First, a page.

This 1998 book (which has no illustrations in it) by the host of The Daily Show is, to put it mildly, insane. Entertainment Weekly commented "You've got to be smart to be a smart-ass." The 19 essays in this book have wonderful titles like "Martha Stewart's Vagina," "The Last Supper, or the Dead Waiter," "Vincent and Theo on AOL," and "Adolf Hitler: The Larry King Interview" among others. Stewart covers politics, religion, and celebrity with the acerbic with that made him such a cultural icon dur This 1998 book (which has no illustrations in it) by the host of The Daily Show is, to put it mildly, insane. Entertainment Weekly commented "You've got to be smart to be a smart-ass." The 19 essays in this book have wonderful titles like "Martha Stewart's Vagina," "The Last Supper, or the Dead Waiter," "Vincent and Theo on AOL," and "Adolf Hitler: The Larry King Interview" among others. Stewart covers politics, religion, and celebrity with the acerbic with that made him such a cultural icon during his run on The Daily Show. It makes a great bathroom book.

  27. 5 out of 5

    Rhonda

    I enjoyed this book to no end...well, until it ended. ;) I feel like I was snickering through most of it if not laughing out loud for the rest. I especially enjoyed the chapters with Hanson's Christmas letters & the Larry King interview of Hitler. Oh & the Last Supper at "Jerry's" in Jerusalem. *snickers* See? Still snickering. I wouldn't be surprised if I re-read this at some point. My love of Jon Stewart apparently knows no bounds. I enjoyed this book to no end...well, until it ended. ;) I feel like I was snickering through most of it if not laughing out loud for the rest. I especially enjoyed the chapters with Hanson's Christmas letters & the Larry King interview of Hitler. Oh & the Last Supper at "Jerry's" in Jerusalem. *snickers* See? Still snickering. I wouldn't be surprised if I re-read this at some point. My love of Jon Stewart apparently knows no bounds.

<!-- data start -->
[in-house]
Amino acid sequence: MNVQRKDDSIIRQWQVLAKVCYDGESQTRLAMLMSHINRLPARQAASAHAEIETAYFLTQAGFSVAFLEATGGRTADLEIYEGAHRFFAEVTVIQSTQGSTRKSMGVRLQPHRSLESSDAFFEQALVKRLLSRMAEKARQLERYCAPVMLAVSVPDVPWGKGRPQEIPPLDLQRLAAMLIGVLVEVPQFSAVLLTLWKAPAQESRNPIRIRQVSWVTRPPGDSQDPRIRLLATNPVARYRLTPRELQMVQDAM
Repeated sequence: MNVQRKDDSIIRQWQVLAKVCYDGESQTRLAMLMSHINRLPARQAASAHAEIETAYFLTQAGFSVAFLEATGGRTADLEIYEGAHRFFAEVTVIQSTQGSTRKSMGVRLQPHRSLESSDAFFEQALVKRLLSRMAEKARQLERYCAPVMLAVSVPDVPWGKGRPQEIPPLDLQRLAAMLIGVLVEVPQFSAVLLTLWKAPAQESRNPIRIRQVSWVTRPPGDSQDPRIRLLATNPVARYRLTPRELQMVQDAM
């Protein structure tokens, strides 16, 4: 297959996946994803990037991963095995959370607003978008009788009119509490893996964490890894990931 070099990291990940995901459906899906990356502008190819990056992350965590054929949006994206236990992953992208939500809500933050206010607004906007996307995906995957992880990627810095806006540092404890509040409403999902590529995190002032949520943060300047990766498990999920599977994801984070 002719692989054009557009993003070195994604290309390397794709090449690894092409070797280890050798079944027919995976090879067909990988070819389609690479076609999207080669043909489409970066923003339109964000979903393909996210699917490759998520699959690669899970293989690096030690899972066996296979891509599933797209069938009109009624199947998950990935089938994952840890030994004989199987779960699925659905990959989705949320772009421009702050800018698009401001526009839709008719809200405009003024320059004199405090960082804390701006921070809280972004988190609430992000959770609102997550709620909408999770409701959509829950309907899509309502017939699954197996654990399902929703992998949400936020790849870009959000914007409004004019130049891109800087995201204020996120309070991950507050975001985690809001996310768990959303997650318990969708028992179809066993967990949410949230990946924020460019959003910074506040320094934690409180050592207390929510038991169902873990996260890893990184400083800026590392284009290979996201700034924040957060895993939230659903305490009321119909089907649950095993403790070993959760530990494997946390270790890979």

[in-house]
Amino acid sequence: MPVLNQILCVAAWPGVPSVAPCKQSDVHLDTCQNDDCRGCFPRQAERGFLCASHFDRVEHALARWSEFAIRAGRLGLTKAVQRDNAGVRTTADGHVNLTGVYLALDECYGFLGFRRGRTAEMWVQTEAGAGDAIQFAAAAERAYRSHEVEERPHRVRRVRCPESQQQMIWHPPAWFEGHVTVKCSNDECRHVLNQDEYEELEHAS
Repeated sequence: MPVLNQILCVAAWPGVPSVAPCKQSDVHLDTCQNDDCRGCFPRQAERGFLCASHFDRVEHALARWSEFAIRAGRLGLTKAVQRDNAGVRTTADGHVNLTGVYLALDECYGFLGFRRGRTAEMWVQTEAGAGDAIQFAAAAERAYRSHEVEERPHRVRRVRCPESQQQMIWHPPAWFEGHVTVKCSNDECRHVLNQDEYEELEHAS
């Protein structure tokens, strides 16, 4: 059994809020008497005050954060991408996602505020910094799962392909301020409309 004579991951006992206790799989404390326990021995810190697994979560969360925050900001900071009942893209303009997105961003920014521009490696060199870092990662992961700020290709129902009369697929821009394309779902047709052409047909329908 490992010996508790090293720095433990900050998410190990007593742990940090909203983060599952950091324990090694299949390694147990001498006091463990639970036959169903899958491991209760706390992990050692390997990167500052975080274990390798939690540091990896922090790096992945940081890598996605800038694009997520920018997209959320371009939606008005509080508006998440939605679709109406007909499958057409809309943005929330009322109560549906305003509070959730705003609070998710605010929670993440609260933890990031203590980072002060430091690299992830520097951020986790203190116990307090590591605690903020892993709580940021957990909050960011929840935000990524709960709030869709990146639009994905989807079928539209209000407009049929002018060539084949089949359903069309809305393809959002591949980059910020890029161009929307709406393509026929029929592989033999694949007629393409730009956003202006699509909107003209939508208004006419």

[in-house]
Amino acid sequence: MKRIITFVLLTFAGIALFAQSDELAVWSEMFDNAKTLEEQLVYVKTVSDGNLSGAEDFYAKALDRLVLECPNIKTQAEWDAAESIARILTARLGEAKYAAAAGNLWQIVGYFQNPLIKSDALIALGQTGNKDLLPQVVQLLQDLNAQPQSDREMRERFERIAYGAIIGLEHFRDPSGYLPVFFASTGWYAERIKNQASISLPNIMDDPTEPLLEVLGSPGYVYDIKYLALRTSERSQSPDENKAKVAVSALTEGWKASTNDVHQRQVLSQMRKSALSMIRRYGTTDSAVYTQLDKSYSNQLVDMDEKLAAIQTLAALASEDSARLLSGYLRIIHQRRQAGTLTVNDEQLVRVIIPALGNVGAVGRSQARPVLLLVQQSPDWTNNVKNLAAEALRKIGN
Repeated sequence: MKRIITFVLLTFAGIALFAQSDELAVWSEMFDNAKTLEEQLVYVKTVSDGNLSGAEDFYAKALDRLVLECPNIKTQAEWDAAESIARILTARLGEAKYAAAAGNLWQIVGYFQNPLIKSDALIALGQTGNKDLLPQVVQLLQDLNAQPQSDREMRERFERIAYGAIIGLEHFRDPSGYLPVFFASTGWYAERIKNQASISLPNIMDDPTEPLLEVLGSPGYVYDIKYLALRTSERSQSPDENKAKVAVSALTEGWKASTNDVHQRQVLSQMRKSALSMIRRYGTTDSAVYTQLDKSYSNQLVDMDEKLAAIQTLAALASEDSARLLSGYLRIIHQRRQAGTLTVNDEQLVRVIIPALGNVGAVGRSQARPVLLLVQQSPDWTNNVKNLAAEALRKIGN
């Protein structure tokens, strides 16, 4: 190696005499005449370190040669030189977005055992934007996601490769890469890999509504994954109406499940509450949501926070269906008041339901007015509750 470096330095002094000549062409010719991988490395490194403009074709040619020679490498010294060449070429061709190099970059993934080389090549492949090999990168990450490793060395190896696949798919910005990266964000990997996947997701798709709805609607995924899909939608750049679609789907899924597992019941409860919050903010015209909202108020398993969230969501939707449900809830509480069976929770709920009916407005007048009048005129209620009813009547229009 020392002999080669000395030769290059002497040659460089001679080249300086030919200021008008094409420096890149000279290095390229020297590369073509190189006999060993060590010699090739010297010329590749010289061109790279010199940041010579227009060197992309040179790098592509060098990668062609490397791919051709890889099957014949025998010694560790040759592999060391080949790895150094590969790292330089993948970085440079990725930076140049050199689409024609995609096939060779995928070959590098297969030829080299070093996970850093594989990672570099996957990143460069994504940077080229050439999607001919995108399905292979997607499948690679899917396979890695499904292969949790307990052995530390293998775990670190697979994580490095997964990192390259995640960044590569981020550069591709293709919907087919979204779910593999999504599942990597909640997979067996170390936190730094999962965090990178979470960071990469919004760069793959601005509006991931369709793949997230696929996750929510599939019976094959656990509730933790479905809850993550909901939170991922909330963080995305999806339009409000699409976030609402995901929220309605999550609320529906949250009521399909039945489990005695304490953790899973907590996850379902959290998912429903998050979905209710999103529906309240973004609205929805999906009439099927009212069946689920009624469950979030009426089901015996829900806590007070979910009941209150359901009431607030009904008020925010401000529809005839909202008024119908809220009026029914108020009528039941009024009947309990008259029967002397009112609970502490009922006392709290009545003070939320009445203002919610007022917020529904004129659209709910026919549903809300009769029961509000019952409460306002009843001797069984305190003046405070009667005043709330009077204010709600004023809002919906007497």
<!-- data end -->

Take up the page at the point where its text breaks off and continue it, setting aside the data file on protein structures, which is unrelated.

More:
28. 5 out of 5

    Joshua

    Jon Stewart is a pretty funny guy. That said I expected a lot more more from this collection of his essays. Of them only the first in the book ("Breakfast at Kennedy's") stood out, which is why this is getting 2 stars rather than one. The rest, while I appreciated his mixing absurdist comedy with Borscht Belt humor, seemed strained. The book as a collection was disjointed and seemed cobbled together as an effort to cash in on his early popularity by publishing... well... anything. Jon Stewart is a pretty funny guy. That said I expected a lot more more from this collection of his essays. Of them only the first in the book ("Breakfast at Kennedy's") stood out, which is why this is getting 2 stars rather than one. The rest, while I appreciated his mixing absurdist comedy with Borscht Belt humor, seemed strained. The book as a collection was disjointed and seemed cobbled together as an effort to cash in on his early popularity by publishing... well... anything.

  29. 5 out of 5

    Elena

    It was funny and short. But I think I'm to out of the political loop to enjoy some of the older political jokes or references. I particularly liked the New Judaism essay. I guess with my religious background, or lack there of, I like things that mock religious absurdities. I enjoyed the picture of religions as companies tring to sell there producte with a mascot. Over all I enjoyed the read. I think I'll probably read his other book soon as well. It was funny and short. But I think I'm to out of the political loop to enjoy some of the older political jokes or references. I particularly liked the New Judaism essay. I guess with my religious background, or lack there of, I like things that mock religious absurdities. I enjoyed the picture of religions as companies tring to sell there producte with a mascot. Over all I enjoyed the read. I think I'll probably read his other book soon as well.

  30. 5 out of 5

    W.B.

    He's a good writer. Many of these sketches and essays are very funny. My favorites included the correspondence between Lady Di and Mother Theresa, and the Hanson Family Christmas Letters (though a bit dated now I guess--who's Hanson, right?) end awesomely. The satire of the Kennedy family also works, and there's a lot of Jewish humor that's still very funny for goyim. I don't watch him on t.v. but I liked this. He's a good writer. Many of these sketches and essays are very funny. My favorites included the correspondence between Lady Di and Mother Theresa, and the Hanson Family Christmas Letters (though a bit dated now I guess--who's Hanson, right?) end awesomely. The satire of the Kennedy family also works, and there's a lot of Jewish humor that's still very funny for goyim. I don't watch him on t.v. but I liked this.